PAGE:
One in five reptile species is at risk of extinction

Reptile Species Extinction. Image credit:

More than half of all turtle and crocodile species are under threat of extinction, according to a new global review of reptiles, reports said.

Experts evaluated available data for more than 10,000 reptile species and assessed their conservation status as categorized by the International Union for Conservation of Nature. A total of 1829 species are either vulnerable, endangered, or critically endangered. The researchers did not have enough information to evaluate conservation status for 1507 species so they extrapolated for those, assuming a similar portion are at risk of extinction.

Overall, 21% of reptile species are threatened, the researchers report today in Nature. That means a larger fraction of reptile species are faring better than amphibians (41% of which are at risk of extinction) and mammals (25% are at risk), but they are in slightly worse shape than birds (14% are at risk).

Grim reckoning

In some orders of reptiles, more than 50% of species were deemed threatened, grouped in one of three categories of risk used by the International Union for Conservation of Nature. (Some orders are not shown.)0100507525Testudines (tortoises, terrapins, and other turtles)Crocodylia (crocodiles, alligators, etc.)Iguania (iguanas, chameleons, etc.)All reptilesSerpentes (snakes suborder of Squamata)Conservation statusCritically endangeredEndangeredVulnerableOther% of speciesGRAPHIC: C. BICKEL/SCIENCE; DATA: N. COX ET AL., NATURE 10.1038/S41586-022-04664-7 (2022)

The threat is uneven for various kinds of reptiles. Among 10 major taxonomic groups, turtles and their relatives were most commonly at risk of extinction. Hunting and fishing are particularly dire threats, the researchers say. Perhaps the rarest turtle in the world is the Yangtze giant softshell turtle (Rafetus swinhoei), only three of which are known to survive in the wild today.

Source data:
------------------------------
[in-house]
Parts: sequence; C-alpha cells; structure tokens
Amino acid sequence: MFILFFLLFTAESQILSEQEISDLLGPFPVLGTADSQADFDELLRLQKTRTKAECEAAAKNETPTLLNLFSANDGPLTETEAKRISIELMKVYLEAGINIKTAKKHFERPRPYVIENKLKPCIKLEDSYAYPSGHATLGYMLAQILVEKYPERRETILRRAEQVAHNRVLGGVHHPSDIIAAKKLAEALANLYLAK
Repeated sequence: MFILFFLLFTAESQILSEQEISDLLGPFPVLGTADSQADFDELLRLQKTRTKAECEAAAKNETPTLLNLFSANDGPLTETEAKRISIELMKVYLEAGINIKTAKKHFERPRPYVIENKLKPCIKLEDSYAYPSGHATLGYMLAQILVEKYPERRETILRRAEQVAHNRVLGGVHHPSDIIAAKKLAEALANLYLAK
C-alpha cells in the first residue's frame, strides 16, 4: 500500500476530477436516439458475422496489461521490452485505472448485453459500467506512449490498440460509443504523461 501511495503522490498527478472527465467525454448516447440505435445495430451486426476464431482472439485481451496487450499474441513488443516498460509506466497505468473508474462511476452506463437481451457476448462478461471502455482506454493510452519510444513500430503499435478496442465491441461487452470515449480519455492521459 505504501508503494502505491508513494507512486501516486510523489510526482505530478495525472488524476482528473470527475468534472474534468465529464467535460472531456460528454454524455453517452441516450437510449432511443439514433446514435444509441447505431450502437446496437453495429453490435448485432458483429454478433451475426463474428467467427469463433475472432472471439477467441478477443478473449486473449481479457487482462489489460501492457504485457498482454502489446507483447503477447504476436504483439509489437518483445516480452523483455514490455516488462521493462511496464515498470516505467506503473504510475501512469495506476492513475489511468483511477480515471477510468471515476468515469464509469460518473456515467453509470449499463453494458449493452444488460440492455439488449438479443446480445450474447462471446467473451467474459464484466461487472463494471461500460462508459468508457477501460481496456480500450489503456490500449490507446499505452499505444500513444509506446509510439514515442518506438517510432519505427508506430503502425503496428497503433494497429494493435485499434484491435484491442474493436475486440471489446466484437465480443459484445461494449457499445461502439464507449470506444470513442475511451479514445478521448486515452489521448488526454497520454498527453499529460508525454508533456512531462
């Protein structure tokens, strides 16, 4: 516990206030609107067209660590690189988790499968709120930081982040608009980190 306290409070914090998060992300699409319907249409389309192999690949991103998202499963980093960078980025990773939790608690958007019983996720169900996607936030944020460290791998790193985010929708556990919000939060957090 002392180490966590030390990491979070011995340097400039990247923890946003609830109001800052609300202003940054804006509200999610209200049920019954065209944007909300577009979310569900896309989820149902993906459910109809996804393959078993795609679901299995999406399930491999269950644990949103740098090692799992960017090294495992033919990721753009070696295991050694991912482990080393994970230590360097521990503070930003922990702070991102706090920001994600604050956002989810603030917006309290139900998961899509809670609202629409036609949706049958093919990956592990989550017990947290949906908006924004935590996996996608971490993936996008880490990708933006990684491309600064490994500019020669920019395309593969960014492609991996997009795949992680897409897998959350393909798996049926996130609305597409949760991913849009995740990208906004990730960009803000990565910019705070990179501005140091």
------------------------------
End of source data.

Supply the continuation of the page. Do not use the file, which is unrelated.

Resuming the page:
The peril is nearly as bad for crocodiles and their close relatives. The critically endangered gharial (Gavialis gangeticus) persists in only a few places in India and Nepal, with fewer than 250 remaining (see photo, above). One of the longest crocodilians, it has been hunted for traditional medicine and is also accidentally caught in fishing nets.

For most reptiles, threats are similar to those facing other four-limbed creatures: habitat destruction from farming, logging, and urban growth. (It’s not clear to what extent climate change is harming reptiles.) Invasive species pose a threat, too. On Christmas Island, in the Indian Ocean, the invasive wolf snake has been driving blue-tailed skinks and other reptiles toward extinction, for example. The good news is that most reptiles should benefit from conservation actions, including removing harmful invasive species and protecting habitat from destruction.

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